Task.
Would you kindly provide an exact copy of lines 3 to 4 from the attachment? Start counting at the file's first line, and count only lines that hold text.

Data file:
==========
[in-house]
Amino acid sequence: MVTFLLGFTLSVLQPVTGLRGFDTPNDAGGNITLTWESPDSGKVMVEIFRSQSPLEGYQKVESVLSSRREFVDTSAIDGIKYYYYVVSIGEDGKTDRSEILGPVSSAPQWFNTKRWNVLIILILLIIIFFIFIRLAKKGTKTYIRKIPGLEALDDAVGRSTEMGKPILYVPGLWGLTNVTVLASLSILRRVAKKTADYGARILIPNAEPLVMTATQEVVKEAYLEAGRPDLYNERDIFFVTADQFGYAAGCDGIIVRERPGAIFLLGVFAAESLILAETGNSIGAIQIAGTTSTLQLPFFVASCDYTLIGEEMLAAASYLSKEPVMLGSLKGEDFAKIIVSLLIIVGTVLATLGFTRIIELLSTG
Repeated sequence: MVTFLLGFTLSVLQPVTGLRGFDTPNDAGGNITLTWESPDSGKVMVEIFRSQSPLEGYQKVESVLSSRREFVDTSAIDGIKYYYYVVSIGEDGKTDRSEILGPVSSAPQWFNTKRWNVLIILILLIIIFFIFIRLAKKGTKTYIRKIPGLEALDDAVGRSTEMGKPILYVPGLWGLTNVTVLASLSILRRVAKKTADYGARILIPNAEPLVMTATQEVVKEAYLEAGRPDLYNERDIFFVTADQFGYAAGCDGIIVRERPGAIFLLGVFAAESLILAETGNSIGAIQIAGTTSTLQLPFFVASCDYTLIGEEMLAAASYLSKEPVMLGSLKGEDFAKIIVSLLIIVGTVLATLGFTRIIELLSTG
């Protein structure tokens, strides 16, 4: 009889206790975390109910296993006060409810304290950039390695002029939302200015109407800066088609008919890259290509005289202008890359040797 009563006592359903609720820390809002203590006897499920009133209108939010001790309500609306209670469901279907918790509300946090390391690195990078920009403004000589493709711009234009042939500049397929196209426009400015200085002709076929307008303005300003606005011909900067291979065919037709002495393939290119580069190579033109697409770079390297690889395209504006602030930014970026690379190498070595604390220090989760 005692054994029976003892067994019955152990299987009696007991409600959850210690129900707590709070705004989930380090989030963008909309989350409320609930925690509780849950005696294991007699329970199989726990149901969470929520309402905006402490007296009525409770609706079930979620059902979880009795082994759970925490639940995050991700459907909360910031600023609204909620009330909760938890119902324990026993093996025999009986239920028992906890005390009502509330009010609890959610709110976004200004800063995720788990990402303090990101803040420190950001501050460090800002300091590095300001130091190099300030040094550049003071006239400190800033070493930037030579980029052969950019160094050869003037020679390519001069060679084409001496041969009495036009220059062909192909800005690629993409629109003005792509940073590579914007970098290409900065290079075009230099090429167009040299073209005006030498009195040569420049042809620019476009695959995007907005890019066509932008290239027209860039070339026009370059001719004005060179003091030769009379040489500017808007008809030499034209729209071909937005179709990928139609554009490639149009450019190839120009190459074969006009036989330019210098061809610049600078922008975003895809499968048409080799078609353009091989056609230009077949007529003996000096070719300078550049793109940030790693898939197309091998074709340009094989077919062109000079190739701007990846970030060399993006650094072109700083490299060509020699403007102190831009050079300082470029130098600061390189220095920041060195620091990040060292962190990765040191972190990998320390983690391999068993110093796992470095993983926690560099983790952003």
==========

Repeated sequence: MVTFLLGFTLSVLQPVTGLRGFDTPNDAGGNITLTWESPDSGKVMVEIFRSQSPLEGYQKVESVLSSRREFVDTSAIDGIKYYYYVVSIGEDGKTDRSEILGPVSSAPQWFNTKRWNVLIILILLIIIFFIFIRLAKKGTKTYIRKIPGLEALDDAVGRSTEMGKPILYVPGLWGLTNVTVLASLSILRRVAKKTADYGARILIPNAEPLVMTATQEVVKEAYLEAGRPDLYNERDIFFVTADQFGYAAGCDGIIVRERPGAIFLLGVFAAESLILAETGNSIGAIQIAGTTSTLQLPFFVASCDYTLIGEEMLAAASYLSKEPVMLGSLKGEDFAKIIVSLLIIVGTVLATLGFTRIIELLSTG
């Protein structure tokens, strides 16, 4: 009889206790975390109910296993006060409810304290950039390695002029939302200015109407800066088609008919890259290509005289202008890359040797 009563006592359903609720820390809002203590006897499920009133209108939010001790309500609306209670469901279907918790509300946090390391690195990078920009403004000589493709711009234009042939500049397929196209426009400015200085002709076929307008303005300003606005011909900067291979065919037709002495393939290119580069190579033109697409770079390297690889395209504006602030930014970026690379190498070595604390220090989760 005692054994029976003892067994019955152990299987009696007991409600959850210690129900707590709070705004989930380090989030963008909309989350409320609930925690509780849950005696294991007699329970199989726990149901969470929520309402905006402490007296009525409770609706079930979620059902979880009795082994759970925490639940995050991700459907909360910031600023609204909620009330909760938890119902324990026993093996025999009986239920028992906890005390009502509330009010609890959610709110976004200004800063995720788990990402303090990101803040420190950001501050460090800002300091590095300001130091190099300030040094550049003071006239400190800033070493930037030579980029052969950019160094050869003037020679390519001069060679084409001496041969009495036009220059062909192909800005690629993409629109003005792509940073590579914007970098290409900065290079075009230099090429167009040299073209005006030498009195040569420049042809620019476009695959995007907005890019066509932008290239027209860039070339026009370059001719004005060179003091030769009379040489500017808007008809030499034209729209071909937005179709990928139609554009490639149009450019190839120009190459074969006009036989330019210098061809610049600078922008975003895809499968048409080799078609353009091989056609230009077949007529003996000096070719300078550049793109940030790693898939197309091998074709340009094989077919062109000079190739701007990846970030060399993006650094072109700083490299060509020699403007102190831009050079300082470029130098600061390189220095920041060195620091990040060292962190990765040191972190990998320390983690391999068993110093796992470095993983926690560099983790952003």